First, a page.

St Peter's Square
Dear Brothers and Sisters,
On this Second Sunday of Advent the Liturgy presents to us the Gospel passage in which St Luke, prepares the scene, so to speak, on which Jesus is about to enter and begin his public ministry (cf. Lk 3: 1-6). The Evangelist focuses the spotlight on to John the Baptist, who was the Precursor of the Messiah, and with great precision outlines the space-time coordinates of his preaching. Luke writes "In the fifteenth year of the reign of Tiberius Caesar, Pontius Pilate being governor of Judea, and Herod being tetrarch of Galilee, and his brother Philip tetrarch of the region of Ituraea and Trachonitis, and Lysanias tetrarch of Abilene, in the high-priesthood of Annas and Caiaphas, the word of God came upon John the son of Zechariah in the wilderness" (Lk 3: 1-2). Two things attract our attention. The first is the abundance of references to all the political and religious authorities of Palestine in A.D. 27-28. The Evangelist evidently wanted to warn those who read or hear about it that the Gospel is not a legend but the account of a true story, that Jesus of Nazareth is a historical figure who fits into that precise context. The second noteworthy element is that after this ample historical introduction, the subject becomes "the word of God", presented as a power that comes down from Heaven and settles upon John the Baptist.
Tomorrow will be the liturgical Memorial of St Ambrose, the great Bishop of Milan. I take from him a comment on this Gospel text: "The Son of God", he writes, "before gathering the Church together, acts first of all in his humble servant. Thus St Luke rightly says that the word of God came to John the son of Zechariah in the wilderness, because the Church was not born from people, but from the Word" (Espos. on St Luke's Gospel 2, 67). Here then is the meaning: the Word of God is the subject that moves history, inspires the prophets, prepares the way for the Lord and convokes the Church. Jesus himself is the divine Word who was made flesh in Mary's virginal womb: in him God was fully revealed, he told us, and gave us his all, offering to us the precious gifts of his truth and mercy. St Ambrose then continues in his commentary: "Thus the Word came down so that the earth, which was previously a desert, might produce its fruit for us" (ibid.).
Dear friends, the most beautiful flower that blossomed from the word of God is the Virgin Mary. She is the first-fruit of the Church, God's garden on this earth. However, while Mary is Immaculate we shall celebrate her as such the day after tomorrow the Church is continually in need of purification, because sin lays snares for all her members. In the Church a conflict is always present between the desert and the garden, between sin that renders the ground arid and grace that waters it so that it may produce abundant fruits of holiness. Therefore let us pray to the Mother of the Lord that she may help us, in this Season of Advent, to "rectify" our lives, letting ourselves be guided by the word of God.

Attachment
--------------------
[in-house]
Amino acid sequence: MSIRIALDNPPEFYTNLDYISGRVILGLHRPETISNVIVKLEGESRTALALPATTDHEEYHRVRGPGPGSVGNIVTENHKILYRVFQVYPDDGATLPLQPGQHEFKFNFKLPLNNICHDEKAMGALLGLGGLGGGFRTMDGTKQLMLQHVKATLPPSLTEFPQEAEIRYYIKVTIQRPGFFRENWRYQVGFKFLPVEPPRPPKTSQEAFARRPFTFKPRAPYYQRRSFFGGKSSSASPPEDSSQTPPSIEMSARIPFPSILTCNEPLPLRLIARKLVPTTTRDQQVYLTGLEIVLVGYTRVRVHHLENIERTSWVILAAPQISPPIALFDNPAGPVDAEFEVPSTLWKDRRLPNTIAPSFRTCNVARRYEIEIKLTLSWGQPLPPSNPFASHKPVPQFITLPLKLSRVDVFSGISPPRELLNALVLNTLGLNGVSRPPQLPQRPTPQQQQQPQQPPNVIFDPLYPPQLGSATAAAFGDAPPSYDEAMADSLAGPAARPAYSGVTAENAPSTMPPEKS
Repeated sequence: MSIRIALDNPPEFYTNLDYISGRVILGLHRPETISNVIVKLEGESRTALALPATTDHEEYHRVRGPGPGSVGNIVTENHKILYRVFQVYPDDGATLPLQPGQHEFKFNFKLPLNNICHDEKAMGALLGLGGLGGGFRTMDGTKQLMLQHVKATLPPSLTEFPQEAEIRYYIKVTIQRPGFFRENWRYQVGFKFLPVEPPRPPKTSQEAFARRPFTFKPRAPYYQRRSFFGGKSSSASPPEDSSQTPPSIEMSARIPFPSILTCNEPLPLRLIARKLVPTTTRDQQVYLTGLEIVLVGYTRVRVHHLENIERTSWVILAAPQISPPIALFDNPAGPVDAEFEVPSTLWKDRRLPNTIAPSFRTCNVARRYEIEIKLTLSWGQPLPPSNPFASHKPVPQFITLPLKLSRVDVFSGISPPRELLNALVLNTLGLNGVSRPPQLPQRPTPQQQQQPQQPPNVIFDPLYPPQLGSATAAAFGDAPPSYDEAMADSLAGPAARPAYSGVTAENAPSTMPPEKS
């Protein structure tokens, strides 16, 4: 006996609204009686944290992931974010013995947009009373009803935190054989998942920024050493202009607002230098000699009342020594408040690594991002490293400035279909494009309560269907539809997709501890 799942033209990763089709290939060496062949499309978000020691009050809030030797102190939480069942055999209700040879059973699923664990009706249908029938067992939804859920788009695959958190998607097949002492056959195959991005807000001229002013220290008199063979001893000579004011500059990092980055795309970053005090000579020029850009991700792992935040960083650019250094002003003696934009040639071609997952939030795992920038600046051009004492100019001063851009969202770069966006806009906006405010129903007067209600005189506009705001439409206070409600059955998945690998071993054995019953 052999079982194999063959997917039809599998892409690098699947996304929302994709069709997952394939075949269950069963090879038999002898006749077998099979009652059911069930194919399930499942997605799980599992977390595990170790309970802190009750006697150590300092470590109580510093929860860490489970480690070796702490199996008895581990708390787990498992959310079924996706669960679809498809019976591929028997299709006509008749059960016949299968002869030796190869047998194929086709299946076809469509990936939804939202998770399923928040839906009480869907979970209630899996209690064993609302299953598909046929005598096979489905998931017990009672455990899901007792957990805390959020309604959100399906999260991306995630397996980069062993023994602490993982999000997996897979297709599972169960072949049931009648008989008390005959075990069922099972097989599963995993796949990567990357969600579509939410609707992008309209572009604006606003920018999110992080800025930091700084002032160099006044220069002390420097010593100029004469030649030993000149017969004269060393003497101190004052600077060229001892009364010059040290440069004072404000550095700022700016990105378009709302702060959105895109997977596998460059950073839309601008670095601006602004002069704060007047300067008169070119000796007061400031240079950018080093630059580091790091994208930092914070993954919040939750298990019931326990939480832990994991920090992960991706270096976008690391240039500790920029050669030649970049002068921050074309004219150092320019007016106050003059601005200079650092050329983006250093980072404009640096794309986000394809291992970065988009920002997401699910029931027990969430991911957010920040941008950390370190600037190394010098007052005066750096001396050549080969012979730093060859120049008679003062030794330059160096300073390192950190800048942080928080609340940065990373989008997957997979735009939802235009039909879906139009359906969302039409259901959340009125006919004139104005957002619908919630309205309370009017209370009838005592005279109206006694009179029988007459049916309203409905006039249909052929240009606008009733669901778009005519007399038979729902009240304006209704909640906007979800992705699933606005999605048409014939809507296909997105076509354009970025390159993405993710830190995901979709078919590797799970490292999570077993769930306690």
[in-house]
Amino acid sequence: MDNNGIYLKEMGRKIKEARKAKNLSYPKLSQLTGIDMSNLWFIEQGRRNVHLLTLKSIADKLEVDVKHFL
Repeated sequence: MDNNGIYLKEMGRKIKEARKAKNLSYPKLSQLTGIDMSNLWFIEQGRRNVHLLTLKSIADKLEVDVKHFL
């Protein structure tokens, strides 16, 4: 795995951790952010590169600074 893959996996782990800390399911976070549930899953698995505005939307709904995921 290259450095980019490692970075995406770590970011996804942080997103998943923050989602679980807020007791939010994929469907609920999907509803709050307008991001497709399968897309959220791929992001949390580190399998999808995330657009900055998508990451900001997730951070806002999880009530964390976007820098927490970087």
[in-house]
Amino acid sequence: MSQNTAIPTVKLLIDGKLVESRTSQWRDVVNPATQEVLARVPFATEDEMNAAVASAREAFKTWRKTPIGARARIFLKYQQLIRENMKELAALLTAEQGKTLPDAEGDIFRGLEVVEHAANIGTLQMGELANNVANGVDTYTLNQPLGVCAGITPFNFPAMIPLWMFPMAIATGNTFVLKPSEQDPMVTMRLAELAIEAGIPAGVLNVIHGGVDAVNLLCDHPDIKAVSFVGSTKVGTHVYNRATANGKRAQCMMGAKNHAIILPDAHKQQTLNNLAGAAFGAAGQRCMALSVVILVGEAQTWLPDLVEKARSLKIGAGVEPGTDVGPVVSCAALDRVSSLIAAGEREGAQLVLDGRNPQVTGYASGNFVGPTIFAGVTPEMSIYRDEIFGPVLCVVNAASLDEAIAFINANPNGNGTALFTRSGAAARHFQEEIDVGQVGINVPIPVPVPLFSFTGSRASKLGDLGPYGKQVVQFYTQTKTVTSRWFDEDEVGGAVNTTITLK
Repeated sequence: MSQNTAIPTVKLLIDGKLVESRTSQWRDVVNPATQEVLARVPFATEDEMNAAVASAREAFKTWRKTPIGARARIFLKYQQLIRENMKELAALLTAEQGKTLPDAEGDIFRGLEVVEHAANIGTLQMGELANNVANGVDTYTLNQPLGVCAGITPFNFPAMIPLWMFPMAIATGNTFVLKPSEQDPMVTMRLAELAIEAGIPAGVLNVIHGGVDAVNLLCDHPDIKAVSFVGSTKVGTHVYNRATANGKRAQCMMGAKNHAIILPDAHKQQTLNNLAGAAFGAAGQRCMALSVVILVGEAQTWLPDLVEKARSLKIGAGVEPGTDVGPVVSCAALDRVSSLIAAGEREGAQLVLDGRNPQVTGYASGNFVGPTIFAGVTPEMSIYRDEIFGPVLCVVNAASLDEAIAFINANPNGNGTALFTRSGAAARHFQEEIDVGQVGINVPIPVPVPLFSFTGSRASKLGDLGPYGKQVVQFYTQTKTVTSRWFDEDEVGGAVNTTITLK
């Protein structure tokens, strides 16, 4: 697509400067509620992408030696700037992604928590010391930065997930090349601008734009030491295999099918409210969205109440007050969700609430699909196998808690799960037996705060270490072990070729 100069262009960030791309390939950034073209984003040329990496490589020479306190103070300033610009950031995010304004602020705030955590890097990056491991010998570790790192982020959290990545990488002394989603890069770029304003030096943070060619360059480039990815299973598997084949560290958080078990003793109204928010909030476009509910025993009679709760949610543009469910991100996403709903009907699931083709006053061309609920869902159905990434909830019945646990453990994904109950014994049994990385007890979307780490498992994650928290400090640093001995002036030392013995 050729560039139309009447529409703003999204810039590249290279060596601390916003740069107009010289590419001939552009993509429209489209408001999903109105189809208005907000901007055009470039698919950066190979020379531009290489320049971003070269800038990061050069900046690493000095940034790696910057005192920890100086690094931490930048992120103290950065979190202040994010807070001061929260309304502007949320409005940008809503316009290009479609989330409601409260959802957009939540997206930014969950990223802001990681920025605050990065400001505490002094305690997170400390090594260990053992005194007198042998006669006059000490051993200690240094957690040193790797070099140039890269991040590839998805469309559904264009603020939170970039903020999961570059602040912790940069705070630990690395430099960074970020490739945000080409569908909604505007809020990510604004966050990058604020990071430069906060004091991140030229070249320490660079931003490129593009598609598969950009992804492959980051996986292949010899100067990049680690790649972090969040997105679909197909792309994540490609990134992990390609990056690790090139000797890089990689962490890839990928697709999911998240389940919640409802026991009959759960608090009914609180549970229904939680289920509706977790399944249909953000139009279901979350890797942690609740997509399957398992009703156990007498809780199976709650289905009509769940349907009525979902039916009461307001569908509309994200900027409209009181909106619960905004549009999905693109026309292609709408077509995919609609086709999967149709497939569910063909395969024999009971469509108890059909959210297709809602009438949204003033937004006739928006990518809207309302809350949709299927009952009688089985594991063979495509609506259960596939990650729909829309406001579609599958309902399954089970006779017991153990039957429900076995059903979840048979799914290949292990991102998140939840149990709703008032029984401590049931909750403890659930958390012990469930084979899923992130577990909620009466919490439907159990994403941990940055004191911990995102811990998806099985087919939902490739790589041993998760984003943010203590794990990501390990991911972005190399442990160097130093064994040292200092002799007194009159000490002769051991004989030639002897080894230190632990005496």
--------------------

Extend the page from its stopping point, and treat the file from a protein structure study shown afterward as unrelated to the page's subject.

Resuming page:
After the Angelus:
Tomorrow the UN Conference on Climate Change will be opening in Copenhagen. With it the international community intends to curb the phenomenon of global warming. I hope that its work will contribute to identifying procedures that respect creation and encourage development and solidarity, founded on the dignity of the human person and oriented to the common good. Safeguarding creation postulates the adoption of moderate and responsible lifestyles, especially for the poor and the generations to come. In this perspective, to guarantee the Conference's full success, I invite all people of good will to respect the laws God has made inherent in nature, and to rediscover the moral dimension of human life.
I greet all the English-speaking pilgrims and visitors present for this Angelus. In today's Gospel we hear the voice of John the Baptist calling out in the wilderness, "Prepare the way of the Lord!". May this Advent Season be for us a time of repentance so that, when Christ comes, we may welcome Him with joy, share in his wisdom and become one with him. Upon each of you and your loved ones at home, I invoke God's abundant blessings!
I wish everyone a good Sunday.
© Copyright 2009 - Libreria Editrice Vaticana